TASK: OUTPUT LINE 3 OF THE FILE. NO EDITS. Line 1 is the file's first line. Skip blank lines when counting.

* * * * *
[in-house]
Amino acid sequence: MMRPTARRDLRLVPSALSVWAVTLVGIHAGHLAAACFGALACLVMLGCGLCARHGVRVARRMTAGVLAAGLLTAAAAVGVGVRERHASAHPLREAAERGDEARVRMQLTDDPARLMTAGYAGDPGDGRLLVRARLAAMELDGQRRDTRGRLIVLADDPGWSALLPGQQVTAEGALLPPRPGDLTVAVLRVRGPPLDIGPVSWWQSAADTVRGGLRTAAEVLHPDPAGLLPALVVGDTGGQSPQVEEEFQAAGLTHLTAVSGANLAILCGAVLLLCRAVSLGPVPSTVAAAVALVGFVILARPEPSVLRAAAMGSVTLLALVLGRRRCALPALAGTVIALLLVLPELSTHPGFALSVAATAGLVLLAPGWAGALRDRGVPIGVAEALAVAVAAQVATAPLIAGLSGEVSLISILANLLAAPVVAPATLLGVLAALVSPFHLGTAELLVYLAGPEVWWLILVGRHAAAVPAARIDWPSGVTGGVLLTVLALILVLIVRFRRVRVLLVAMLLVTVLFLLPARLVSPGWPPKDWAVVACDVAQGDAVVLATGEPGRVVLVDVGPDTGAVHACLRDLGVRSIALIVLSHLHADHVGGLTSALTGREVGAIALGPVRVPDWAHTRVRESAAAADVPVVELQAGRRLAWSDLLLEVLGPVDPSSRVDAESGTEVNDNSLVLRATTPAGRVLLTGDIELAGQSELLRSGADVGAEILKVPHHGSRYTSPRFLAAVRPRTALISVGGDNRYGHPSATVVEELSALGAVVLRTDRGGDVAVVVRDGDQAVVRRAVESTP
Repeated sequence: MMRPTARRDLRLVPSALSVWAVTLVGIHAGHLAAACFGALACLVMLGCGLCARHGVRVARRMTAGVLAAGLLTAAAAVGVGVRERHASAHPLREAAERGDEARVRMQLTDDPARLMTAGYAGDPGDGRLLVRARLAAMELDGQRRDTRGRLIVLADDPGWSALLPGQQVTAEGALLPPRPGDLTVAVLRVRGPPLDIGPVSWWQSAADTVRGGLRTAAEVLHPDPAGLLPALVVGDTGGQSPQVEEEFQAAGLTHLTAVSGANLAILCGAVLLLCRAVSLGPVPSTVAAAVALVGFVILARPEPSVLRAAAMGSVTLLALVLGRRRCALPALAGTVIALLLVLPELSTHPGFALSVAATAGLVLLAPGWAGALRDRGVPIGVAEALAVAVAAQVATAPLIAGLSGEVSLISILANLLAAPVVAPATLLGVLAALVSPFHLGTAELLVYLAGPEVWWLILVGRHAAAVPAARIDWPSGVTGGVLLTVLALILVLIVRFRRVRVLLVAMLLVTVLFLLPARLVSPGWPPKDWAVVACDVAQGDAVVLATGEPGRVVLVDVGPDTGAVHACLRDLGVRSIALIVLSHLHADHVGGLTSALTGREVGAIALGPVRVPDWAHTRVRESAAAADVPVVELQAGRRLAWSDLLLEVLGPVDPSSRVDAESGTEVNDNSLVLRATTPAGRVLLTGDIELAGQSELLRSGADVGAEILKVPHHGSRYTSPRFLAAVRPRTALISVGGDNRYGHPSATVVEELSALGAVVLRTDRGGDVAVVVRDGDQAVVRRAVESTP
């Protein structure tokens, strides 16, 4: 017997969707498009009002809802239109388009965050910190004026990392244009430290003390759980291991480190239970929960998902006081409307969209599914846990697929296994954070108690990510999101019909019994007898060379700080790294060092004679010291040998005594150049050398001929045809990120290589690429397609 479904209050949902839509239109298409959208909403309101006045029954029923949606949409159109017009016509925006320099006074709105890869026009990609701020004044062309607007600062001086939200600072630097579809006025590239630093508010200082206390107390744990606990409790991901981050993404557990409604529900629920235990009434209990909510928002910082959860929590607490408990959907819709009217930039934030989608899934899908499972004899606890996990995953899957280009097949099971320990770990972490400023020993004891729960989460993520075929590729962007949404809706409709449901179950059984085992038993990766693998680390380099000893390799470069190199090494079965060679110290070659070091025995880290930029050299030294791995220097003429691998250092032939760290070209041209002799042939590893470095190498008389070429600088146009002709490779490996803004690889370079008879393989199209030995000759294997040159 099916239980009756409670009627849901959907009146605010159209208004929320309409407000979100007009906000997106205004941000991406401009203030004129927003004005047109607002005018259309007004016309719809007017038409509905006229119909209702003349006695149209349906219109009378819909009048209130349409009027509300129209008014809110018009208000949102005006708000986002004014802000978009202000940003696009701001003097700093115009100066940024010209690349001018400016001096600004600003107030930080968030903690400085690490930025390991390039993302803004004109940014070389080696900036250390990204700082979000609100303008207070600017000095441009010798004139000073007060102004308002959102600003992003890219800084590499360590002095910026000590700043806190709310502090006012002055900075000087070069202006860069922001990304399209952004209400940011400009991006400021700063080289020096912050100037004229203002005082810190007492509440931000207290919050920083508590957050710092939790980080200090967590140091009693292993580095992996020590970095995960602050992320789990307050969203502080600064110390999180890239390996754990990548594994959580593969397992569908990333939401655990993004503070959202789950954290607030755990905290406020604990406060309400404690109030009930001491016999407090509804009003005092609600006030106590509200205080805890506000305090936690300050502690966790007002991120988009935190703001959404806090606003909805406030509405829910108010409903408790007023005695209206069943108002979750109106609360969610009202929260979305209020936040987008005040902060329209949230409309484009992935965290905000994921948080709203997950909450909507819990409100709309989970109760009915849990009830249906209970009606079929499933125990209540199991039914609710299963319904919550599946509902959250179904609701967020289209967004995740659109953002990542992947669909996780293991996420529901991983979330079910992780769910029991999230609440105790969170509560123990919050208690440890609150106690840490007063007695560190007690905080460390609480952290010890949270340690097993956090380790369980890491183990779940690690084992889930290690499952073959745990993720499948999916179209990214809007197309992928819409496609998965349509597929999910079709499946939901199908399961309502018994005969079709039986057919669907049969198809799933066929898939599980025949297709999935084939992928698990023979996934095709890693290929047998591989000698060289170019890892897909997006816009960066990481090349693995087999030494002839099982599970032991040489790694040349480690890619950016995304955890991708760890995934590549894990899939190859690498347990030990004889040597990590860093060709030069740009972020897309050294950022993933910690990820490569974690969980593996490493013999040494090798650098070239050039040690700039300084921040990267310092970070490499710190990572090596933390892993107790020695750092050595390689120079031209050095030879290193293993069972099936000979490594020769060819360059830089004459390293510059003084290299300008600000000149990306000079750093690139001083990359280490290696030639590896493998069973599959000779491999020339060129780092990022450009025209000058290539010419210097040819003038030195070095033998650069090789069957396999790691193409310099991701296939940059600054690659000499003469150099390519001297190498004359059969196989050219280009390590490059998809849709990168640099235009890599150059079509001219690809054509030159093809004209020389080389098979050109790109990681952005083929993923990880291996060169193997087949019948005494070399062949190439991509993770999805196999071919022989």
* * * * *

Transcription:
Repeated sequence: MMRPTARRDLRLVPSALSVWAVTLVGIHAGHLAAACFGALACLVMLGCGLCARHGVRVARRMTAGVLAAGLLTAAAAVGVGVRERHASAHPLREAAERGDEARVRMQLTDDPARLMTAGYAGDPGDGRLLVRARLAAMELDGQRRDTRGRLIVLADDPGWSALLPGQQVTAEGALLPPRPGDLTVAVLRVRGPPLDIGPVSWWQSAADTVRGGLRTAAEVLHPDPAGLLPALVVGDTGGQSPQVEEEFQAAGLTHLTAVSGANLAILCGAVLLLCRAVSLGPVPSTVAAAVALVGFVILARPEPSVLRAAAMGSVTLLALVLGRRRCALPALAGTVIALLLVLPELSTHPGFALSVAATAGLVLLAPGWAGALRDRGVPIGVAEALAVAVAAQVATAPLIAGLSGEVSLISILANLLAAPVVAPATLLGVLAALVSPFHLGTAELLVYLAGPEVWWLILVGRHAAAVPAARIDWPSGVTGGVLLTVLALILVLIVRFRRVRVLLVAMLLVTVLFLLPARLVSPGWPPKDWAVVACDVAQGDAVVLATGEPGRVVLVDVGPDTGAVHACLRDLGVRSIALIVLSHLHADHVGGLTSALTGREVGAIALGPVRVPDWAHTRVRESAAAADVPVVELQAGRRLAWSDLLLEVLGPVDPSSRVDAESGTEVNDNSLVLRATTPAGRVLLTGDIELAGQSELLRSGADVGAEILKVPHHGSRYTSPRFLAAVRPRTALISVGGDNRYGHPSATVVEELSALGAVVLRTDRGGDVAVVVRDGDQAVVRRAVESTP